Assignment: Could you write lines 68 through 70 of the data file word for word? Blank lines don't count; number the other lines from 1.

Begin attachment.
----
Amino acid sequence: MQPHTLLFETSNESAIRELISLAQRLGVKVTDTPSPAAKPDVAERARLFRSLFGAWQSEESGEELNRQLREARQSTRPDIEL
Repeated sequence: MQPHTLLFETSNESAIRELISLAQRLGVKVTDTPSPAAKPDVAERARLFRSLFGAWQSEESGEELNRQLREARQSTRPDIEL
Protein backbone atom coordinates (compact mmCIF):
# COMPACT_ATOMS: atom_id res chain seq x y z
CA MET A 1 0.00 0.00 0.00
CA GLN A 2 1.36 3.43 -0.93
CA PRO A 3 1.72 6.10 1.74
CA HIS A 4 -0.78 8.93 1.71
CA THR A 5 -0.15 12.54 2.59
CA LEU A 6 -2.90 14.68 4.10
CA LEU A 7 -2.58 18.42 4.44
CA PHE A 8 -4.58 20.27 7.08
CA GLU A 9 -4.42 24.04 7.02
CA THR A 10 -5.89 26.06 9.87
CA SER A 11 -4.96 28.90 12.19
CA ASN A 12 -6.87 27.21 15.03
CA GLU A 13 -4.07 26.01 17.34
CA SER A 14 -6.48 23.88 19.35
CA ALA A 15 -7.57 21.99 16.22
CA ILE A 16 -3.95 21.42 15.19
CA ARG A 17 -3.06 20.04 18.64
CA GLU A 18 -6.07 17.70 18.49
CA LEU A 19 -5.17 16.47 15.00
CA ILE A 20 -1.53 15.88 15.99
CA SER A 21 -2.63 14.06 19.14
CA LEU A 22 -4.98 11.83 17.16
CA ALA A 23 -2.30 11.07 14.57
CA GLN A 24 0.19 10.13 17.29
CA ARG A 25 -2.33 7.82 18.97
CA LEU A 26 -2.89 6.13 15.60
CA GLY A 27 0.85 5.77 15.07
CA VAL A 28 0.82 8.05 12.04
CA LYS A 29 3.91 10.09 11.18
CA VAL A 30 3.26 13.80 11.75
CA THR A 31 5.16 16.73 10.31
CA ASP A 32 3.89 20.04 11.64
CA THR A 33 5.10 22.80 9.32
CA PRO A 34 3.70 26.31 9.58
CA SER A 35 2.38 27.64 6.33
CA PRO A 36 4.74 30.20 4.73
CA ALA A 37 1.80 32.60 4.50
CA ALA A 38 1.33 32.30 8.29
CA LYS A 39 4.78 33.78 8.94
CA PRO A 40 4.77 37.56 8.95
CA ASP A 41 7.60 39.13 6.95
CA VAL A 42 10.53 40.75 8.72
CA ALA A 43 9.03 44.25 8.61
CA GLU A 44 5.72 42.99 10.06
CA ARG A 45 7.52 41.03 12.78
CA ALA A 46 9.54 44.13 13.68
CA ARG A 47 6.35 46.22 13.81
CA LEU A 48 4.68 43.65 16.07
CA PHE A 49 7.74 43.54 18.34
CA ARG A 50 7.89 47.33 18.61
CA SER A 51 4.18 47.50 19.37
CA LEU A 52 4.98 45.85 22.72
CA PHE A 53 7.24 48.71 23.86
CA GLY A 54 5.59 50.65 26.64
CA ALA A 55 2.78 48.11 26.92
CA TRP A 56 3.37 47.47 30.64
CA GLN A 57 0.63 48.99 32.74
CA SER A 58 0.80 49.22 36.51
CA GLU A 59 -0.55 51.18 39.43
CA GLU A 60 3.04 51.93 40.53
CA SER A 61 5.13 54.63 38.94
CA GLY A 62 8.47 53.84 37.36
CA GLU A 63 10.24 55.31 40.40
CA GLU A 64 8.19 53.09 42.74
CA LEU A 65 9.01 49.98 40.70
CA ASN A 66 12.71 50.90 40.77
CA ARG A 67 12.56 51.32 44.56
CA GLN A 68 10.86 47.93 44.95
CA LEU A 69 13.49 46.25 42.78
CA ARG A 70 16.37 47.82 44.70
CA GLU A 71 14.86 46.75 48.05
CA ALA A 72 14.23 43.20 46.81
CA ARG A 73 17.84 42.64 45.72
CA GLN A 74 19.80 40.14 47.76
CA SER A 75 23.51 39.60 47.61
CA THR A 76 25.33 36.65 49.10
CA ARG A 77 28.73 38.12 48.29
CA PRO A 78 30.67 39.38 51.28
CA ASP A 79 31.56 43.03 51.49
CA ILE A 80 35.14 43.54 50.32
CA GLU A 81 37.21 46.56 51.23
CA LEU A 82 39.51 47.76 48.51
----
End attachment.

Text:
CA GLU A 64 8.19 53.09 42.74
CA LEU A 65 9.01 49.98 40.70
CA ASN A 66 12.71 50.90 40.77